Tag Archives: units

Wavefront to PSF to MTF: Physical Units

In the last article we saw that the Point Spread Function and the Modulation Transfer Function of a lens could be easily obtained numerically by applying Discrete Fourier Transforms to its generalized exit pupil function P twice in sequence.[1]

Obtaining the 2D DFTs is easy: simply feed MxN numbers representing the two dimensional complex image of the pupil function in its uv space to a fast fourier transform routine and, presto, it produces MxN numbers that represent the amplitude of the PSF on the xy sensing plane, as shown below for the pupil function of a perfect lens with a circular aperture and MxN = 1024×1024.

Figure 1. 1a Left: Array of numbers representing a circular aperture (zeros for black and ones for white).  1b Right: Array of numbers representing the PSF of image 1a (contrast slightly boosted).

Simple and fast.  Wonderful.  Below is a slice through the center, the 513th row, zoomed in.  Hmm….  What are the physical units on the axes of displayed data produced by the DFT?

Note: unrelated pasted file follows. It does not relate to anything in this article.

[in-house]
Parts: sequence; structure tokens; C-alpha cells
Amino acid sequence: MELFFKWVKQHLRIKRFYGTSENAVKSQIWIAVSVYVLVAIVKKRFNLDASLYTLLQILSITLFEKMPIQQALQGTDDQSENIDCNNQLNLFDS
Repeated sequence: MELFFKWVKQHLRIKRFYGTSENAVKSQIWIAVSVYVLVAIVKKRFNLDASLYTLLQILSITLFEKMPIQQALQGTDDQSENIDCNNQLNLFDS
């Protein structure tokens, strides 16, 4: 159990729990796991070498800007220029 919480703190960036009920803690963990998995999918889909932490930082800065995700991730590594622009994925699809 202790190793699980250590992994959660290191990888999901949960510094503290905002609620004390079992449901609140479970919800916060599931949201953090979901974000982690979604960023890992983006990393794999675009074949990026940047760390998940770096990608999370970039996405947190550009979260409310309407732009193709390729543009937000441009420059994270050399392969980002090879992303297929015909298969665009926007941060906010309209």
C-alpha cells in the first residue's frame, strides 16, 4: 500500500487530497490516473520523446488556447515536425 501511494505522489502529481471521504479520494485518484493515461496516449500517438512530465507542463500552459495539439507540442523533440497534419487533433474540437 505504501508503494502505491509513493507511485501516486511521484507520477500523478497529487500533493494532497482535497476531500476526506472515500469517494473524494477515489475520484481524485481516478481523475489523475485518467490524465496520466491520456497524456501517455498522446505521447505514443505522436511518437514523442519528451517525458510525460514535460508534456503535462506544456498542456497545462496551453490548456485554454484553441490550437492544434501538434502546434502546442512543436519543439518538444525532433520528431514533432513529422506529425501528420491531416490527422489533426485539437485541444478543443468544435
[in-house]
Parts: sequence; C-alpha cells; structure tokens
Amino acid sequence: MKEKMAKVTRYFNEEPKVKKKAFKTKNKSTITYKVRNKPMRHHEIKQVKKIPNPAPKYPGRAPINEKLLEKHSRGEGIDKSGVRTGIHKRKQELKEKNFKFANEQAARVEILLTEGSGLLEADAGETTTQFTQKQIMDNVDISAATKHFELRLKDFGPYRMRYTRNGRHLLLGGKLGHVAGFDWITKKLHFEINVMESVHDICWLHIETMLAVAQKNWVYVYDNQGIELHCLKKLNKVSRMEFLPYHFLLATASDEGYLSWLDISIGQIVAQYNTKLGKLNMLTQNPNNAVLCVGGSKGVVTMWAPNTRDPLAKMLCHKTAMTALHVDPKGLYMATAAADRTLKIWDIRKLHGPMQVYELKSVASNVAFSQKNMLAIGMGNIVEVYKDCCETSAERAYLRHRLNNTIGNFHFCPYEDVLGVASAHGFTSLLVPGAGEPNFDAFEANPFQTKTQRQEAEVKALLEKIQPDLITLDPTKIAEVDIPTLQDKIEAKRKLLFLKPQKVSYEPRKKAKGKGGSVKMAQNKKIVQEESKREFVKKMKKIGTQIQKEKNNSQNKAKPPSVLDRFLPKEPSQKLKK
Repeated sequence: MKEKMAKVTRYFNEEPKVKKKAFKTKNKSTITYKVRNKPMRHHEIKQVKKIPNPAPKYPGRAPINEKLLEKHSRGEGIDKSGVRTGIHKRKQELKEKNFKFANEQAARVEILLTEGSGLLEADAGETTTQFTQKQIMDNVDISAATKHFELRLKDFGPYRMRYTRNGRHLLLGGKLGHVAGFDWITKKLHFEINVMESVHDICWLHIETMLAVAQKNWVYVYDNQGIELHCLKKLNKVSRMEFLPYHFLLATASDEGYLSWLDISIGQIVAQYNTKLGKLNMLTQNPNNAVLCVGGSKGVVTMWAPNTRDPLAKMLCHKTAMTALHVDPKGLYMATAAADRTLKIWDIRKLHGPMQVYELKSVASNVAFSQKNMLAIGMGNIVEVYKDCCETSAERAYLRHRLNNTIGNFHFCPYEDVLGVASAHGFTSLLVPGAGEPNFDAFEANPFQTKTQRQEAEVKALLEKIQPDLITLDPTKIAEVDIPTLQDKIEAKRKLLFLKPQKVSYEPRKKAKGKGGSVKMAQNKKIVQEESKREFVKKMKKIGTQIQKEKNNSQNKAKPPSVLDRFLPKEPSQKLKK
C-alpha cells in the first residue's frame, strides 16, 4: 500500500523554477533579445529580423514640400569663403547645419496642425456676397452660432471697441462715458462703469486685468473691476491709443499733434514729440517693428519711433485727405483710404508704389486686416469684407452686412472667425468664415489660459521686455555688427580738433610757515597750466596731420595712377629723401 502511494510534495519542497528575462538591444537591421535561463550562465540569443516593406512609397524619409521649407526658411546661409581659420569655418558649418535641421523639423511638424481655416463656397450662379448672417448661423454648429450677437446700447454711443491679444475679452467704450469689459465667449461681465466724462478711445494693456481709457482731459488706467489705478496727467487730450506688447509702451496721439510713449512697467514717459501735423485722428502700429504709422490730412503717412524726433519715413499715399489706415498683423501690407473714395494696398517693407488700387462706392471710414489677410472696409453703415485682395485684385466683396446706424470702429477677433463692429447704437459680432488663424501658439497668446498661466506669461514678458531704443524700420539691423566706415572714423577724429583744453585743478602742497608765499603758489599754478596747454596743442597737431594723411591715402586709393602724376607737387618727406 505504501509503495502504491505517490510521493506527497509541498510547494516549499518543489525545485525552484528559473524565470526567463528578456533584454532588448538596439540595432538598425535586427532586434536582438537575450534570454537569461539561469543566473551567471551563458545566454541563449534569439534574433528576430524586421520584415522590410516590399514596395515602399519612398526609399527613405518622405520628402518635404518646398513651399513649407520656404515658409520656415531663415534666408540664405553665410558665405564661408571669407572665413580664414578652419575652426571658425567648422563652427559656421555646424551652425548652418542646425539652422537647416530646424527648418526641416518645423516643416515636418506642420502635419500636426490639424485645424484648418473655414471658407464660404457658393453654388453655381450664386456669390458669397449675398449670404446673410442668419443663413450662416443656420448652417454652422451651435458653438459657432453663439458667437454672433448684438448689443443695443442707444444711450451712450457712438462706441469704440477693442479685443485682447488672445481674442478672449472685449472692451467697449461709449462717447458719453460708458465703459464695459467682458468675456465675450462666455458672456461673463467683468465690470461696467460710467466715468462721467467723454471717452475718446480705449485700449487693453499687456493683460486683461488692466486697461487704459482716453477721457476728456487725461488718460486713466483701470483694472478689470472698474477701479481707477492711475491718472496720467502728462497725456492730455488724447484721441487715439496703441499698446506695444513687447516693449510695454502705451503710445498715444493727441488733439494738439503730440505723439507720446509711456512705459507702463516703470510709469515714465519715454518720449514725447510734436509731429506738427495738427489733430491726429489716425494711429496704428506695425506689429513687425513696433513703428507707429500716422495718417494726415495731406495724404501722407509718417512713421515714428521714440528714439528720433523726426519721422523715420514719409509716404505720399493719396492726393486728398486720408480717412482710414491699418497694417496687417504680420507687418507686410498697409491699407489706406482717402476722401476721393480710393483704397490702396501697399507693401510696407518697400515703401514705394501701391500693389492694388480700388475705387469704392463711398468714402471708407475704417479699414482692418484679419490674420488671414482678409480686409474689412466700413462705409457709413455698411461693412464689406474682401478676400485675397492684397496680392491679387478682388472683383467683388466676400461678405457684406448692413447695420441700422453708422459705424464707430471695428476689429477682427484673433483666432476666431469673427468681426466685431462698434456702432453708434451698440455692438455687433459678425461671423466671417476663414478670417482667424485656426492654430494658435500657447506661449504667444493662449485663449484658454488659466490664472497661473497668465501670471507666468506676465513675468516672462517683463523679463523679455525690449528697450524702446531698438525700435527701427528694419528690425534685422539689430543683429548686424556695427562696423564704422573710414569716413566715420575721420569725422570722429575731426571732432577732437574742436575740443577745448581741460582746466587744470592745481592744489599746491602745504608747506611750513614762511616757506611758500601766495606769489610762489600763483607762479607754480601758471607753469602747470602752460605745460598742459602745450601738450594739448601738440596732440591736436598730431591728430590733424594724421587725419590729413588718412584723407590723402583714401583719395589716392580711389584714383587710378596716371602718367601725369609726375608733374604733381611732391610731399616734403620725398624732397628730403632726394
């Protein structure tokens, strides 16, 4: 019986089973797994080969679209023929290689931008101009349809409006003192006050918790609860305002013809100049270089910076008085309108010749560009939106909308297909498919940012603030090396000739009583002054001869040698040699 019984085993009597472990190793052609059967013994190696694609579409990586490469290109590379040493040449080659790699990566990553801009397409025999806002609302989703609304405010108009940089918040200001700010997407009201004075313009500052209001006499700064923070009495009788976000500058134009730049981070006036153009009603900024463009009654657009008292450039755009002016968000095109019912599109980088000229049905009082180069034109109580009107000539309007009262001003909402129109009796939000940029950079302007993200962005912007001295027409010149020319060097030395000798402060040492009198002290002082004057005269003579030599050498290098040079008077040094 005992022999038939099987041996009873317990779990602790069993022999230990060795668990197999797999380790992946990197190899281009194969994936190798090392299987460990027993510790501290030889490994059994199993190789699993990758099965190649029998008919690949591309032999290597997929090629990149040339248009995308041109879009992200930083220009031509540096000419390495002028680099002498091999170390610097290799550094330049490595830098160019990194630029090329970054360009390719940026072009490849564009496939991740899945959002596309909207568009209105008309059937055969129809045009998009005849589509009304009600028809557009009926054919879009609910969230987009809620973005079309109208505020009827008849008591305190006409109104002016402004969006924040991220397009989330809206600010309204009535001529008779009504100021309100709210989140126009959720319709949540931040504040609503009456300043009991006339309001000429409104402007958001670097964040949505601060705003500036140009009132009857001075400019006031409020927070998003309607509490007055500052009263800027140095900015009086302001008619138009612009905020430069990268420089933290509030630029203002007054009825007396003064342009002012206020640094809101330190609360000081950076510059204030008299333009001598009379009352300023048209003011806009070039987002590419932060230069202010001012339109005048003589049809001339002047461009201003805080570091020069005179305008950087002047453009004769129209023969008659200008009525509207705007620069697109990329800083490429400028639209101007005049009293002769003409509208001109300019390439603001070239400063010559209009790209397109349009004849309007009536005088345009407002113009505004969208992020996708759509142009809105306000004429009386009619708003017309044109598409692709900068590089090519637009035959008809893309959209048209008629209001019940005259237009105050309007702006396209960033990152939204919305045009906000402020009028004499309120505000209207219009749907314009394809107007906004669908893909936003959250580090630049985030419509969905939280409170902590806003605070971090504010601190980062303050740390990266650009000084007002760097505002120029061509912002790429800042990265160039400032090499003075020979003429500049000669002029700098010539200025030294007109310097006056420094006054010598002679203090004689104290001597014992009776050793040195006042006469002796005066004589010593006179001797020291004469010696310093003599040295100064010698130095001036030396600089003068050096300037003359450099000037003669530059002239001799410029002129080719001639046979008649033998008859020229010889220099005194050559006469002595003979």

Figure 2. A slice through the center of the PSFshown in figure 1b.

Less easy – and the subject of this article as seen from a photographic perspective.

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The Units of Discrete Fourier Transforms

This article is about specifying the units of the Discrete Fourier Transform of an image and the various ways that they can be expressed.  This apparently simple task can be fiendishly unintuitive.

The image we will use as an example is the familiar Airy Disk from the last few posts, at f/16 with light of mean 530nm wavelength. Zoomed in to the left in Figure 1; and as it looks in its 1024×1024 sample image to the right:

Airy Mesh and Intensity
Figure 1. Airy disc image. Left, 1a, 3D representation, zoomed in. Right, 1b, as it would appear on the sensing plane.

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The Units of Spatial Resolution

Several sites perform spatial resolution ‘sharpness’ testing of imaging systems for photographers (i.e. ‘lens+digital camera’) and publish results online.  You can also measure your own equipment relatively easily to determine how sharp your hardware is.  However comparing results from site to site and to your own can be difficult and/or misleading, starting from the multiplicity of units used: cycles/pixel, line pairs/mm, line widths/picture height, line pairs/image height, cycles/picture height etc.

This post will address the units involved in spatial resolution measurement using as an example readings from the slanted edge method.

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